Picosecond Gain-Switched Lasers

  • Center Wavelengths from 450 to 1550 nm
  • Picosecond Pulses, Nanosecond Pulses, or CW Operation
  • <130 ps Pulse Widths and Repetition Rates up to 200 MHz
  • Compact Laser Systems with Fiber-Coupled Output


1064 nm Picosecond
Gain-Switched Laser






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Key Specificationsa
Item # Center
Avg. Powerd
GSL45A 450 ± 10 nm <90 ps >32 mW >0.6 mW
1 to 65 ns 12 mW -
GSL49A 488 ± 10 nm <120 ps >29 mW >0.7 mW
1 to 65 ns 12 mW -
GSL52A 520 ± 10 nm <120 ps >40 mW >1.0 mW
1 to 65 ns 15 mW -
GSL63A 633 ± 10 nm <130 ps >75 mW >2.0 mW
1 to 65 ns 35 mW -
GSL85A 850 ± 10 nm <70 ps >86 mW >1.2 mW
1 to 65 ns 37.5 mW
GSL106A 1064 ± 10 nm <100 ps >35 mW >0.7 mW
1 to 65 ns 25 mW -
GSL131A 1310 ± 20 nm <80 ps >43 mW >0.7 mW
2 to 65 ns 37.5 mW -
GSL155A 1550 ± 20 nm <80 ps >37 mW >0.6 mW
2 to 65 ns 30 mW -
  • Refer to the Specs tab for complete specifications.
  • Pulse widths are of fixed duration and adjustable over 15 discrete settings, from the minimum to the maximum specified width. Refer to the Specs tab for plots of typical pulses.
  • This value is a typical max for picosecond pulses and is typical for nanosecond pulses.
  • Specification is given for operation at 200 MHz.


  • Fluorescence Lifetime Imaging
  • Time-Resolved Imaging
  • Fiber Amplifier Seed Source
  • Impulse Test and Measurement
  • Quantum Key Distribution


  • 450 nm to 1550 nm Center Wavelengths
  • <130 ps Pulse Width, 1 to 65 ns Pulse Widths, and CW Operation
  • Fiber-Coupled Output with FC/APC Connector
  • Precision Patch Cables Included for Lasers with Center Wavelengths ≤1064 nm
  • Integrated Drive and Temperature Control Electronics
  • Trigger Output for Pulse Synchronization
  • Internal and External Triggering from Single Shot to 200 MHz

Thorlabs' GSL Series Gain-Switched Lasers provide picosecond, nanosecond, and continuous wave operation in compact, fiber-coupled, turnkey sources. Gain-switched pulse generation with adjustable pulse widths and repetition rates up to 200 MHz make these lasers suitable for high-speed imaging, fluorescence lifetime measurements, and impulse testing. GSL series lasers are also ideal seed sources for additional amplification using our range of fiber-based amplifiers.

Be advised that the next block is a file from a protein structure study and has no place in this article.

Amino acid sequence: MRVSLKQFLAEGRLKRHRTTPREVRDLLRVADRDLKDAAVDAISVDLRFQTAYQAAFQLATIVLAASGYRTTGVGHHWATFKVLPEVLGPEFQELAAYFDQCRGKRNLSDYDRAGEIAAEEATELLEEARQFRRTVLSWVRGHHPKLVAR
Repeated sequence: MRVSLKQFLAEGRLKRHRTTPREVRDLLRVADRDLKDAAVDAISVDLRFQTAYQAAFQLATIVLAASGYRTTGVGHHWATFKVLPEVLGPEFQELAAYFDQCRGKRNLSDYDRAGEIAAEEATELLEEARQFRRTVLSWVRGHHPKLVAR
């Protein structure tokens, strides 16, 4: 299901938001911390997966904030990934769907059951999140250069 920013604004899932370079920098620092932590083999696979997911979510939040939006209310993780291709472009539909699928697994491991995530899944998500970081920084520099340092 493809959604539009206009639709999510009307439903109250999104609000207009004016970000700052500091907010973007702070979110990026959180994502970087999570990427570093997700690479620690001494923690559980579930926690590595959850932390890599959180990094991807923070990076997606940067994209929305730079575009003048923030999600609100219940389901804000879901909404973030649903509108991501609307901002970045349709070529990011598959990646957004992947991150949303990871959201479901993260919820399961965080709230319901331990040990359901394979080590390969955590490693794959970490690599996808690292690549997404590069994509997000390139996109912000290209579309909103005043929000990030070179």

The drive electronics and temperature control circuits for the laser diode are integrated into each device and are powered by an included DS15 power supply with region-specific plug. Single-mode fiber output through an FC/APC connector allows for integration with a wide range of fiber-terminated devices.

Patch Cables with Precision Connectors
GSL series lasers with mode-field diameters <7 μm include a fiber patch cable with precision connectors (Item #s GSL45A, GSL49A, GSL52A, GSL63A, GSL85A, GSL106A). Please see the Precision Patch Cables tab for details.

Pulse Width & Repetition Rate Controls
Each GSL series laser offers a control for varying the pulse width between picosecond operation (<130 ps), nanosecond operation adjustable over 14 discrete settings (1 to 65 ns), and continuous wave operation. Single shot operation is also available for pulse widths ≥6 ns. The pulse width control, located on the back panel, directly programs the pulse generator and can be adjusted to one of 16 positions using the included 2.5 mm screwdriver. Plots of typical pulse waveforms and typical pulse width as a function of the pulse width control setting are available in the Specs tab.

Alongside the pulse width control, the repetition rate control provides access to four internal and two external trigger settings, accommodating both Hi-Z and 50 Ω impedance connections. The internally available rates are 1 MHz, 10 MHz, 100 MHz, and 200 MHz. Use the included 2.5 mm flathead screwdriver to select the desired trigger setting. Note that pulse widths longer than 2 ns have maximum frequencies lower than 200 MHz, as illustrated in the diagram on the Specs tabs as well as in Section 4.5 of the manual.